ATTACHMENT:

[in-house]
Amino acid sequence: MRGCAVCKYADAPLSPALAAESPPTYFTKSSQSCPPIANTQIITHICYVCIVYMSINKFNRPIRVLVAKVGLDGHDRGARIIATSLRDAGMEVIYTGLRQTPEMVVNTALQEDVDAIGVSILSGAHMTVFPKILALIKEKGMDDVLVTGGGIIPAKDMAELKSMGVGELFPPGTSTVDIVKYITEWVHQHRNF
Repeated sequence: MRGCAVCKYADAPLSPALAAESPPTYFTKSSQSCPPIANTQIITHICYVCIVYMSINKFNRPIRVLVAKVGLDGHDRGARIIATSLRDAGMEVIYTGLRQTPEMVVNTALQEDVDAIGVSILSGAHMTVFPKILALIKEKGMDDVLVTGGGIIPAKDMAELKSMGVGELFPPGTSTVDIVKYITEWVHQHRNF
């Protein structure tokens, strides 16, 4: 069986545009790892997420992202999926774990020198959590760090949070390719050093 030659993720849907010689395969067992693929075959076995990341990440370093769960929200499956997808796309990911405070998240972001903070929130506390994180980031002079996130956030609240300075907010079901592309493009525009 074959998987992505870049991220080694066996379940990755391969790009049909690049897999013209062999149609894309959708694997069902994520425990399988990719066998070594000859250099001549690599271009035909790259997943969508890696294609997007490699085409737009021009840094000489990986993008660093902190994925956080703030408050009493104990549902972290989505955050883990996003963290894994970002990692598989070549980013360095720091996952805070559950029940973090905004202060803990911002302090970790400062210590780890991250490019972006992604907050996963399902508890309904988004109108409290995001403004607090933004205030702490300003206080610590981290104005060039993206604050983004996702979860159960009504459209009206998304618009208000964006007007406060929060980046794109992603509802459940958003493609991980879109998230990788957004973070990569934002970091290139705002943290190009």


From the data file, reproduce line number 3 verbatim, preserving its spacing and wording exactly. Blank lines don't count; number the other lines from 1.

Repeated sequence: MRGCAVCKYADAPLSPALAAESPPTYFTKSSQSCPPIANTQIITHICYVCIVYMSINKFNRPIRVLVAKVGLDGHDRGARIIATSLRDAGMEVIYTGLRQTPEMVVNTALQEDVDAIGVSILSGAHMTVFPKILALIKEKGMDDVLVTGGGIIPAKDMAELKSMGVGELFPPGTSTVDIVKYITEWVHQHRNF